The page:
Mary Somerville


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Mary Somerville was a Scottish scientist, writer, and polymath. She studied mathematics and astronomy, and in 1835 she and Caroline Herschel were elected as the first female Honorary Members of the Royal Astronomical Society. When John Stuart Mill organized a massive petition to Parliament to give women the right to vote, he made sure that the first signature on the petition would be Somerville's.

In 1834 she became the first person to be described in print as a 'scientist.' When she died in 1872, The Morning Post declared in her obituary that "Whatever difficulty we might experience in the middle of the nineteenth century in choosing a king of science, there could be no question whatever as to the queen of science." 

Somerville College, a college of the University of Oxford, is named after her, reflecting the virtues of liberalism and academic success which the college wished to embody. She is featured on the front of the Royal Bank of Scotland polymer £10 note launched in 2017, along with a quotation from her work On the Connection of the Physical Sciences.

Somerville, the daughter of Vice-Admiral Sir William George Fairfax, was related to several prominent Scottish houses through her mother, Margaret Charters. She was born at the manse of Jedburgh, the home of her maternal aunt and the Rev. Dr. Thomas Somerville (1741–1830) (author of My Own Life and Times). Her childhood home was in Burntisland, Fife, where her mother was from.

Somerville was the second of four surviving children (three of her siblings had died in infancy). She was particularly close to her oldest brother Sam. The family lived in genteel poverty as her father's naval pay remained meager, despite his rise through the ranks. Her mother supplemented the household's income by growing vegetables, maintaining an orchard, and keeping cows for milk. Her mother taught her to read the Bible and Calvinist catechisms. When her household chores were done, Mary was free to roam among the birds and flowers in the garden.

In her autobiography, Somerville recollects that on her father's return from the sea, he said to his wife, "This kind of life will never do; Mary must at least know how to write and keep accounts". Ten-year-old Mary was then sent to an expensive boarding school in Musselburgh, where she learned the first principles of writing, rudimentary French, and English grammar. Upon returning home, she:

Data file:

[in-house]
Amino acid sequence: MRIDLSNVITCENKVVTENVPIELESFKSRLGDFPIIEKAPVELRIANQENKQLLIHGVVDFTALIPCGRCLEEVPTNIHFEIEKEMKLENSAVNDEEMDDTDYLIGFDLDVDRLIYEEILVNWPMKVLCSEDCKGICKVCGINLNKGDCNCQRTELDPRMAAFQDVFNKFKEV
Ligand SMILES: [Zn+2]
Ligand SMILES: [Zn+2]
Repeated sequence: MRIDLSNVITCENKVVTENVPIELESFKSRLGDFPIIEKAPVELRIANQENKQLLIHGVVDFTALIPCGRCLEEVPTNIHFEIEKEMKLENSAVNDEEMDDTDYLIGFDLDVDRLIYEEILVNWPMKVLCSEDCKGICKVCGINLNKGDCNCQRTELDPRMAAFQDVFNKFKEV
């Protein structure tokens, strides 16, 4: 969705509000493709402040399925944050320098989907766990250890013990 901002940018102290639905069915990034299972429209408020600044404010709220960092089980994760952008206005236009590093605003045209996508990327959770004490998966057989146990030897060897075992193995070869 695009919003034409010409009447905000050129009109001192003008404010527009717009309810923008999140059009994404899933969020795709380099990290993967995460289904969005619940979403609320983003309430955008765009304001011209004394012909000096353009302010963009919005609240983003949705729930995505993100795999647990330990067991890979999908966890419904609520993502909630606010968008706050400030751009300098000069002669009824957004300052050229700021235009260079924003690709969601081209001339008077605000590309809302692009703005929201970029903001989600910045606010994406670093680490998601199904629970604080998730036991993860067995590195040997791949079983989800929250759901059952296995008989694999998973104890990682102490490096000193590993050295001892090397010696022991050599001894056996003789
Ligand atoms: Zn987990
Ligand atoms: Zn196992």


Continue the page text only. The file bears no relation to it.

...was no longer amused in the gardens but wandered about the country. When the tide was out, I spent hours on the sands, looking at the starfish and sea-urchins or watching the children digging for sand eels, cockles, and the spouting razor-fish. I made collections of shells, such as were cast ashore, some so small that they appeared like white specks in patches of black sand. 

There was a small pier on the sands for shipping limestone brought from the coal mines inland. I was astonished to see the surface of these blocks of stone covered with beautiful impressions of what seemed to be leaves; how they got there I could not imagine, but I picked up the broken bits, and even large pieces, and brought them to my repository.

During bad weather, Somerville occupied herself with reading the books in her father's library, including Shakespeare, as well as with "domestic duties." Such duties "occupied a great part of my time; besides, I had to shew my sampler, working the alphabet from A to Z, as well as the ten numbers, on canvas".

Her aunt Janet came to live with the family and reportedly said to her mother, "I wonder you let Mary waste her time in reading; she never shows [sews] more than if she were a man." Somerville was then sent to the village school to learn plain needlework, where she found herself annoyed that her "turn for reading was so much disapproved of, and thought it unjust that women should have been given a desire for knowledge if it were wrong to acquire it." Several times each week, the village schoolmaster came to teach Mary at home. In her Personal Recollections, Somerville notes that the boys learned Latin at the village school, while "it was thought sufficient for the girls to be able to read the Bible; very few even learned writing."

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Mary Somerville

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